The past gets stickier, too: Memories no longer slip away after a couple of months. Children a few months under 2 retain memories of experiences a year earlier—half their lifetime ago. But they won’t retain those memories into adulthood: No one remembers their second birthday party. For a few reasons—nascent neural structures, the lack of knowledge to make sense of early experiences, the lack of language to represent those experiences—it may be impossible for any part of our lives before, say, 24 months to stick around into adulthood. The average earliest memory—fragmented and lonely, but real—doesn’t date until around 3½ years of age.

What makes that first memory stick into adulthood? This is where the new science of early memory takes an unexpected turn: Once memories start to stick, how long they stick around for may be less of a neural question than a social question. It may have less to do with the child than with the adults.

Psychologists have spent a lot of time listening to how parents talk to their children, specifically how parents negotiate the very stubborn truth of parenthood that children aren’t any good at talking back. Kids can’t keep up their end of the conversation. When discussing the past, parents get around this problem in a couple of different ways. They might ask specific, repetitive questions about past events. Or they might narrate the past in a detailed, elaborate way, asking the child questions and then incorporating their answers into the narrative, a style that researchers call “highly elaborative.”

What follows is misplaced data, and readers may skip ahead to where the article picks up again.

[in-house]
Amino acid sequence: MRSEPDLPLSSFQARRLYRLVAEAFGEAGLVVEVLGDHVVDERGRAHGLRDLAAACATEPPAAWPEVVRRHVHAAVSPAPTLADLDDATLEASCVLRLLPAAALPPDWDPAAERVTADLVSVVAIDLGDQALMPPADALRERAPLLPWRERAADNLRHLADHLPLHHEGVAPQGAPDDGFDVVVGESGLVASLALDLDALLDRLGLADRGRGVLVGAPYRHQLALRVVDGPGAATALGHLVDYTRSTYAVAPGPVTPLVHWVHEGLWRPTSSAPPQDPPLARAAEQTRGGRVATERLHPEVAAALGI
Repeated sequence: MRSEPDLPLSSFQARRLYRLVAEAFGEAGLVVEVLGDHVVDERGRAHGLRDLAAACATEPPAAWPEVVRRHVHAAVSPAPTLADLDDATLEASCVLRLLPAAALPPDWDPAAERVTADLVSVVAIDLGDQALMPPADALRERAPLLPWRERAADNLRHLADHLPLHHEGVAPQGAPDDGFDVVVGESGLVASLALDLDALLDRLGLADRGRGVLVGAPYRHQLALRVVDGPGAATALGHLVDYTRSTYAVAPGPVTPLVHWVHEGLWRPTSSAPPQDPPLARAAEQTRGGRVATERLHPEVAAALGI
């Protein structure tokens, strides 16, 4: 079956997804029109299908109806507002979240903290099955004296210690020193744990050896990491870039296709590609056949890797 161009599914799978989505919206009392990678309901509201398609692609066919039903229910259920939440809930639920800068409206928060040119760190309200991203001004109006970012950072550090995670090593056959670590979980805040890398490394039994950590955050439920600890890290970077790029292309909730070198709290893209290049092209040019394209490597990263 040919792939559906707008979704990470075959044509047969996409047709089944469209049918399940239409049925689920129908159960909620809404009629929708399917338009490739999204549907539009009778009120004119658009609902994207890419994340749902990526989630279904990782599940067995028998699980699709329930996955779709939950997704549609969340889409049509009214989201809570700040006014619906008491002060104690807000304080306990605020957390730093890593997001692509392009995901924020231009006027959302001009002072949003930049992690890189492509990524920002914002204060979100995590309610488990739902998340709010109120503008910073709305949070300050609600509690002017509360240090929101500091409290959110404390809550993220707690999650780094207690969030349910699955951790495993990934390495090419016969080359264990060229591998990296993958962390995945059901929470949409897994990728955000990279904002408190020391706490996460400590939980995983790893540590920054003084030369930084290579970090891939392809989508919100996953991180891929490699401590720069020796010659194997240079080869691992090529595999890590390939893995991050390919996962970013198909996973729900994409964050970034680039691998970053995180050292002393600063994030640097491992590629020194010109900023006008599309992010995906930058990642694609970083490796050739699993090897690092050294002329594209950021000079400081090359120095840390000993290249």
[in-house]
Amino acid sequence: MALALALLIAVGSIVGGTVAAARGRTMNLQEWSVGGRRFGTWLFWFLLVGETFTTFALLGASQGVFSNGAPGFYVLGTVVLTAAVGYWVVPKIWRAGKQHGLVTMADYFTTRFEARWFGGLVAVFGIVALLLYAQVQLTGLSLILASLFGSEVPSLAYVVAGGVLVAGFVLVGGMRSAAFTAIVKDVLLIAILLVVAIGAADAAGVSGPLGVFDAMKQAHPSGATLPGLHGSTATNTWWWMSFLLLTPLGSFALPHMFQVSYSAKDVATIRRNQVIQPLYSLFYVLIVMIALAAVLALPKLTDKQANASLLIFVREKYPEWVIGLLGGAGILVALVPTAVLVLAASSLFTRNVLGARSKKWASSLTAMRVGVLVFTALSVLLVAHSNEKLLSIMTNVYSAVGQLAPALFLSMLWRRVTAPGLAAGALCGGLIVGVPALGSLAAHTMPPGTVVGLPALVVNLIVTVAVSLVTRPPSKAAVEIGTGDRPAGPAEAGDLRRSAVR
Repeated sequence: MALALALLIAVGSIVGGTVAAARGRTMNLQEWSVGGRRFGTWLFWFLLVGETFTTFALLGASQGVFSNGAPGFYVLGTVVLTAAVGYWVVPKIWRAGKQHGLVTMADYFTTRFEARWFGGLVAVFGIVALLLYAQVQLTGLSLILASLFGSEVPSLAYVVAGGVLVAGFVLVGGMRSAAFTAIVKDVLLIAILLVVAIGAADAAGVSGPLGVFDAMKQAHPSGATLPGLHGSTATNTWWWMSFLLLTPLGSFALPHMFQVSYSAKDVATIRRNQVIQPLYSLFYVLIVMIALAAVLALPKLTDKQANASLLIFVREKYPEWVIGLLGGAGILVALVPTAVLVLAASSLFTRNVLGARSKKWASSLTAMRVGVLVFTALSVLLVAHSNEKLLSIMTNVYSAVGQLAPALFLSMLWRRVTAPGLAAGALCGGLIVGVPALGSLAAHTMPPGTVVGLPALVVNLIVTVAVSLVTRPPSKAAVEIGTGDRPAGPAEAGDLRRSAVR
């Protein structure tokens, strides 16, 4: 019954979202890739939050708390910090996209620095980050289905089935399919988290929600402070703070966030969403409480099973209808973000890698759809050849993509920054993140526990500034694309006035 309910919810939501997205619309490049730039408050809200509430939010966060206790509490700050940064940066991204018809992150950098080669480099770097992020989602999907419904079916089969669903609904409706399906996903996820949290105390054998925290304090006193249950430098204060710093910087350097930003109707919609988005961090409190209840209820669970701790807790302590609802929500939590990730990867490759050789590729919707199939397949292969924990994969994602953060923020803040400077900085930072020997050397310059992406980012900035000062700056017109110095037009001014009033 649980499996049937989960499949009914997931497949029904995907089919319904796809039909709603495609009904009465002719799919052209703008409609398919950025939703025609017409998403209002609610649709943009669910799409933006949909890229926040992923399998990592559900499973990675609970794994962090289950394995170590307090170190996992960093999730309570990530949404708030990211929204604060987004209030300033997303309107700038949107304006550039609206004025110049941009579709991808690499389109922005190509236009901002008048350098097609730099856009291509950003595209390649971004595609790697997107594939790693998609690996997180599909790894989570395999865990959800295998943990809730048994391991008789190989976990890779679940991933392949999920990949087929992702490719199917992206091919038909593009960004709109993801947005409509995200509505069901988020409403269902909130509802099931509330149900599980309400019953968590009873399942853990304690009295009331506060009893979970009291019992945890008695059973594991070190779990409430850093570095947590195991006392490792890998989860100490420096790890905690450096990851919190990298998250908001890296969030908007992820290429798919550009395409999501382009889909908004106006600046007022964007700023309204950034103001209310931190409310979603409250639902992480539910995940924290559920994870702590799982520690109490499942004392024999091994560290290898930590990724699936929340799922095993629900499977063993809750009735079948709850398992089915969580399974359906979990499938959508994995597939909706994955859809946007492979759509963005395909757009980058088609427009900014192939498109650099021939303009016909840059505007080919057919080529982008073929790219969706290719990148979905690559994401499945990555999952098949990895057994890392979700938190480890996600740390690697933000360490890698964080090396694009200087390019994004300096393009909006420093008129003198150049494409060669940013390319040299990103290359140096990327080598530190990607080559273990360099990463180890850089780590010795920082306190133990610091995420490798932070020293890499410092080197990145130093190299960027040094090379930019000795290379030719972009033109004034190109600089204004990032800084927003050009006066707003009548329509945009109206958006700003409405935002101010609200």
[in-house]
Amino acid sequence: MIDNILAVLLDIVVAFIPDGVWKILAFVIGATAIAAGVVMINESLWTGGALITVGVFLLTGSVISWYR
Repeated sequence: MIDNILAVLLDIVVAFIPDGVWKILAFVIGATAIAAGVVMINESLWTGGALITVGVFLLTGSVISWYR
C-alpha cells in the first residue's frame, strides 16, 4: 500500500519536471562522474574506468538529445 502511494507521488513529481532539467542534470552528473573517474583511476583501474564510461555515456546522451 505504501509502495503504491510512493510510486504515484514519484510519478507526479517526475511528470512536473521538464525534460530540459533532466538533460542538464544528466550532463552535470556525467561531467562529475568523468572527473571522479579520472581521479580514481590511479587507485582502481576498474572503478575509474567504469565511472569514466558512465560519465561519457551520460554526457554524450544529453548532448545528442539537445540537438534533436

It turns out that children of highly elaborative mothers tend to have earlier and richer memories. A study of adolescents whose mothers were highly elaborative during their preschool years found they had far earlier first memories than those whose mothers weren’t. Conversational style matters, because when children remember and talk about the past, they effectively relive the event—they fire the same neurons and reinforce the same connections. They are buttressing their memory of the event. And when parents scaffold their children’s stories—when they essentially tell the stories for their children, as a highly elaborative parent of a very young child would—they are reinforcing those same connections.